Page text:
Yesterday at the opening meeting of “Media Lab” (a one-credit class that students take when they wish to get credit for working on the school paper), I told my students that I love print and I always will.
I held up a printed copy of the school paper, told them it was a good issue and that it represented a lot of hard work.
Then I tore it up.
Every class I run into a few students who can barely stand, or who are openly derisive of, the “new media” content in our “new media journalism” program. One even expressed a feeling of being “misled” by the content of a course — I assume the student wanted more traditional journalism.
The economic crisis has hit just about every industry, but many newspapers are cutting back their staff, switching to digital versions (all the time, or for those days of the week that don’t usually carry that many lucrative inserts), and otherwise changing their business plan.
So I would feel like I was doing them a disservice if I let them get through a journalism program hoping that their writing talent alone would be sufficient to get them hired.
The school paper isn’t going to stop printing the paper. I pointed out that the layout of the center spread allows the students to combine text and images on a large canvas of a fixed size, something that right now we can only do on paper. When visitors come to campus and pick a paper up off the rack, or when people who work on the paper see other people carrying the paper through the halls, all these things are valuable community building features.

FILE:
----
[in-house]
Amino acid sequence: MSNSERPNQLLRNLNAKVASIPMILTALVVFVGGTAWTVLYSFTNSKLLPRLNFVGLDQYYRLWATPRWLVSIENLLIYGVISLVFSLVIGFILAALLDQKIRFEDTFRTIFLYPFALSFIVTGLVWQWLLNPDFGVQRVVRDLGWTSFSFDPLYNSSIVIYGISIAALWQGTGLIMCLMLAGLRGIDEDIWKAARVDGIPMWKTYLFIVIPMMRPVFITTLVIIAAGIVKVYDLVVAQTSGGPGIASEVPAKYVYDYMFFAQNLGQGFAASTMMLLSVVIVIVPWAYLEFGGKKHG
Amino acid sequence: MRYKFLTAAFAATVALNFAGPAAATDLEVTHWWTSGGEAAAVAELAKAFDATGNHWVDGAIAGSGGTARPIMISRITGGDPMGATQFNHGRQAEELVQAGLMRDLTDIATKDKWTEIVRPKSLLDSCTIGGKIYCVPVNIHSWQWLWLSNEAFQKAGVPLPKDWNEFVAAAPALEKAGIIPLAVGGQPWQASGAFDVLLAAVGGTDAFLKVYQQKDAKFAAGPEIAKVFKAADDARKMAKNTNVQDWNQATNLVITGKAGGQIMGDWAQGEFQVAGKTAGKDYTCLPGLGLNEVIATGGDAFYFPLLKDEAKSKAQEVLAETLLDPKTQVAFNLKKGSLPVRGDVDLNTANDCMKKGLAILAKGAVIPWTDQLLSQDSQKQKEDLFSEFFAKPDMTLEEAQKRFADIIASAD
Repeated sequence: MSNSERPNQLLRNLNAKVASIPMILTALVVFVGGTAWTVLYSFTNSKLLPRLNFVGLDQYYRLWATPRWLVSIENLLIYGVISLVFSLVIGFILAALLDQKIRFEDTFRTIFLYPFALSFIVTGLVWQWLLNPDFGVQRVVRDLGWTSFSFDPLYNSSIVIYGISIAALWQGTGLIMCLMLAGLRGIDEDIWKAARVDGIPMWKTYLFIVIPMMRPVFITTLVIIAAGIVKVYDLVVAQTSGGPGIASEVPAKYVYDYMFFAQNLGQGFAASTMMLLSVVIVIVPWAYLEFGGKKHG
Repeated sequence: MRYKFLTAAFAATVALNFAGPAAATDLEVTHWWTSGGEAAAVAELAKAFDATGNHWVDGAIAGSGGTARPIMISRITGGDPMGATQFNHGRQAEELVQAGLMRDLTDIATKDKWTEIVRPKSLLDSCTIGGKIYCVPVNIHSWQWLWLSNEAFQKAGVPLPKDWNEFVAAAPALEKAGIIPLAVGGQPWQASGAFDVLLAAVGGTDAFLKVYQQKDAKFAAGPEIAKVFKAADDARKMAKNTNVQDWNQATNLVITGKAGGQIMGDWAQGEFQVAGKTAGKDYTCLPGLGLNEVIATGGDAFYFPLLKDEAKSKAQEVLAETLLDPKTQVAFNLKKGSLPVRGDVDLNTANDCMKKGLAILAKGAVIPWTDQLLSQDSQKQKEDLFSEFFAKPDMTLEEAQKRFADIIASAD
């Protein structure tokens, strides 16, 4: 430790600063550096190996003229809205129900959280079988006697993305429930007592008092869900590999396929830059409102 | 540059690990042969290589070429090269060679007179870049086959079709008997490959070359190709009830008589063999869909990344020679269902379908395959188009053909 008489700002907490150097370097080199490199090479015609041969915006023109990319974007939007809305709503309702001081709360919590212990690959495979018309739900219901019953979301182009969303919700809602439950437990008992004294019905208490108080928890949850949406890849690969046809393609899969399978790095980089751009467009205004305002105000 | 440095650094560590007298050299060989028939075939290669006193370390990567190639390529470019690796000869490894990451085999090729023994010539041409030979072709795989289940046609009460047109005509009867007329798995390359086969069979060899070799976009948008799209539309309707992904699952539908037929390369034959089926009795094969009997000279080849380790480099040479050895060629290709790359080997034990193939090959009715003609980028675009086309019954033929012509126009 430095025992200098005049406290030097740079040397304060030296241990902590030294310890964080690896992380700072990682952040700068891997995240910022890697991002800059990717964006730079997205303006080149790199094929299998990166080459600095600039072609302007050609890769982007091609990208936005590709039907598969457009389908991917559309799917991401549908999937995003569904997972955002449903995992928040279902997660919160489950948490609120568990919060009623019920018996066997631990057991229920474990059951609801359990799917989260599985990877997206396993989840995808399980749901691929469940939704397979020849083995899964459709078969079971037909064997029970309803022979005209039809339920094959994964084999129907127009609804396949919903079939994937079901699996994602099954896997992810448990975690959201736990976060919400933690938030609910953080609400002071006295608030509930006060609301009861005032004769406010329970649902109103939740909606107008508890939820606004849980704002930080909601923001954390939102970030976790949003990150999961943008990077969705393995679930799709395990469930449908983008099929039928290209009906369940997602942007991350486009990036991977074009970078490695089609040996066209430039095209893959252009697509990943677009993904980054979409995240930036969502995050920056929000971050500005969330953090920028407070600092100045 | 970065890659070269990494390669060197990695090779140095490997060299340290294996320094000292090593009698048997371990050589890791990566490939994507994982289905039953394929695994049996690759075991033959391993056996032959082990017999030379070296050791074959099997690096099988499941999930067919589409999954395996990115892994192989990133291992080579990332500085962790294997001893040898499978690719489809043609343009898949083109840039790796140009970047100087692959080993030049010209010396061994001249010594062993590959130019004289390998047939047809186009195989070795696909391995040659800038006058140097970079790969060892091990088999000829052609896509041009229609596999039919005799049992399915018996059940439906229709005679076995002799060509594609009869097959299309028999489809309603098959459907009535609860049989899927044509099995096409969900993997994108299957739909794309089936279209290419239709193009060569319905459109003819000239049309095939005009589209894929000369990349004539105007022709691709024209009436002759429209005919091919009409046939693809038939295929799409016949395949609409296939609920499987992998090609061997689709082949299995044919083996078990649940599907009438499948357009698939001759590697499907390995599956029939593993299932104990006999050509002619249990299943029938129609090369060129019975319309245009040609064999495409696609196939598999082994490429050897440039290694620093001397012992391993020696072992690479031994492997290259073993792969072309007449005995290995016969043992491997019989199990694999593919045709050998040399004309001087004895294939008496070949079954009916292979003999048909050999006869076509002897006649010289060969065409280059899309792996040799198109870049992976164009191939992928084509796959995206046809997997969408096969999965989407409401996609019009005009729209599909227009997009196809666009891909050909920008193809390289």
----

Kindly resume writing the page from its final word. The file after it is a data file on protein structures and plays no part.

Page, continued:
But I told them the old story of the canal barge companies that went out of business when they tried to compete with the railways, and the railway companies that went out of business when they tried to compete with the trucking companies. The ones who succeeded were the ones who realized, all along, that they were in the transportation business.
I referred to Negroponte’s phrasing of the shift from the shifting of atoms (material goods) to the shifting of bits (information economy), and pointed out that we are missing something extremely important if we think of our job as student journalists as producing a print paper, and just shoveling all that print content online as an afterthought. In reality, we should think of the printed newspaper as one of several possible ways to distribute our journalistic content.
This term, I’m including a new “online journalism portfolio” requirement, but I’m leaving the contents open for discussion, since I want to hear from the students what they think is desirable, and what they think is reasonable.
In penance for tearing up a copy of a physical newspaper, here’s a link to a resource that lets you browse the front page of newspapers around the world.
It’s a little bit like a feature that lets you browse through the stylized animal logos or animal references in the names of cars (mustang, pinto, the Dodge ram), or garage doors that have vertically squished half-round carriage house windows that evoke the horse and buggy. Nevertheless, it’s an intersting reminder of the materiality of newspapers, since a web page home page and the newspaper front page are very different creatures.
The Newseum displays these daily newspaper front pages in their original, unedited form.
Thanks for the link suggestion, Josh.